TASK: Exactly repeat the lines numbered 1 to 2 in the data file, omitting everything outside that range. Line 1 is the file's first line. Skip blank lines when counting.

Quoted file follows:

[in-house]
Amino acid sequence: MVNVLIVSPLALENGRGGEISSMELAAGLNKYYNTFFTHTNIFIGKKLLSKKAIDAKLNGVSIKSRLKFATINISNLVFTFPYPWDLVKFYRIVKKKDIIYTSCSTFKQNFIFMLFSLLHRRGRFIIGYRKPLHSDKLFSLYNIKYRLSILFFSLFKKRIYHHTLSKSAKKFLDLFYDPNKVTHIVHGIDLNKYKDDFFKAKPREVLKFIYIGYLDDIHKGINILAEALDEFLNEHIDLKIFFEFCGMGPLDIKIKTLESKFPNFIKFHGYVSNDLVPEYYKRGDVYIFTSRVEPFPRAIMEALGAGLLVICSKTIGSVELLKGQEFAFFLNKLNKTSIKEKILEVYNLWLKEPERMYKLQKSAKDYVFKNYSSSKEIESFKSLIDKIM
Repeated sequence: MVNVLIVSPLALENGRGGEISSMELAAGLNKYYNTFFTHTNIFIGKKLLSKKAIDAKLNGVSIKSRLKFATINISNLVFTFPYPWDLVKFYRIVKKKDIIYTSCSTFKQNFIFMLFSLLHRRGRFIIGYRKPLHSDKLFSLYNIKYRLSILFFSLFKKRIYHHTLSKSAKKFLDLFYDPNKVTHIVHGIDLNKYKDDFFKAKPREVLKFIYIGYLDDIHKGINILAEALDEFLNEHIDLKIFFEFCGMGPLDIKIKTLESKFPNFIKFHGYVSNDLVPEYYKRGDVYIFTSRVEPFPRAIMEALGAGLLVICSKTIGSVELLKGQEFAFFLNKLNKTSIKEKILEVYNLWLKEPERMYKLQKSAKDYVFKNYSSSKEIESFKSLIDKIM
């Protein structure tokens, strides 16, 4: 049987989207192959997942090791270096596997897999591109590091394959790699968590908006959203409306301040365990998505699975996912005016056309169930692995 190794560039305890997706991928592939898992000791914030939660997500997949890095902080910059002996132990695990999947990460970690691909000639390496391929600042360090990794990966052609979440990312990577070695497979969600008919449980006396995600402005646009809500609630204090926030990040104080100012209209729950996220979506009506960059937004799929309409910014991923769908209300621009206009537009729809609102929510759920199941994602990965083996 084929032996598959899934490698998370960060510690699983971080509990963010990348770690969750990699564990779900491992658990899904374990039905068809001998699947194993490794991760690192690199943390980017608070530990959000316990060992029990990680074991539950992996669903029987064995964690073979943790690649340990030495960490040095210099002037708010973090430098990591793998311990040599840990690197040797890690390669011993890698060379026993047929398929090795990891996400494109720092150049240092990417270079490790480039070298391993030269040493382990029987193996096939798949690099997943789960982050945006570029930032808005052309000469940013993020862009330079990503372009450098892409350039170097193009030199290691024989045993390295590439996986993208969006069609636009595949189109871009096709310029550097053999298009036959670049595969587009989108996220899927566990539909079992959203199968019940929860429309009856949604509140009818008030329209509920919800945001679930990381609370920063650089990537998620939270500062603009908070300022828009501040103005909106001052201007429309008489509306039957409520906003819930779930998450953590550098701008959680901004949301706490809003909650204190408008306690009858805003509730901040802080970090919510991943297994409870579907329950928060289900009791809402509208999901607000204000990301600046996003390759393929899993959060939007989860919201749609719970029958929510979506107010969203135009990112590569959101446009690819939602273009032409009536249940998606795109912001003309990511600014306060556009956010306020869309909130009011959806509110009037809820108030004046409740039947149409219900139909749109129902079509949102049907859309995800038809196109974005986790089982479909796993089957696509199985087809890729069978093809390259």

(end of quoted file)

[in-house]
Amino acid sequence: MVNVLIVSPLALENGRGGEISSMELAAGLNKYYNTFFTHTNIFIGKKLLSKKAIDAKLNGVSIKSRLKFATINISNLVFTFPYPWDLVKFYRIVKKKDIIYTSCSTFKQNFIFMLFSLLHRRGRFIIGYRKPLHSDKLFSLYNIKYRLSILFFSLFKKRIYHHTLSKSAKKFLDLFYDPNKVTHIVHGIDLNKYKDDFFKAKPREVLKFIYIGYLDDIHKGINILAEALDEFLNEHIDLKIFFEFCGMGPLDIKIKTLESKFPNFIKFHGYVSNDLVPEYYKRGDVYIFTSRVEPFPRAIMEALGAGLLVICSKTIGSVELLKGQEFAFFLNKLNKTSIKEKILEVYNLWLKEPERMYKLQKSAKDYVFKNYSSSKEIESFKSLIDKIM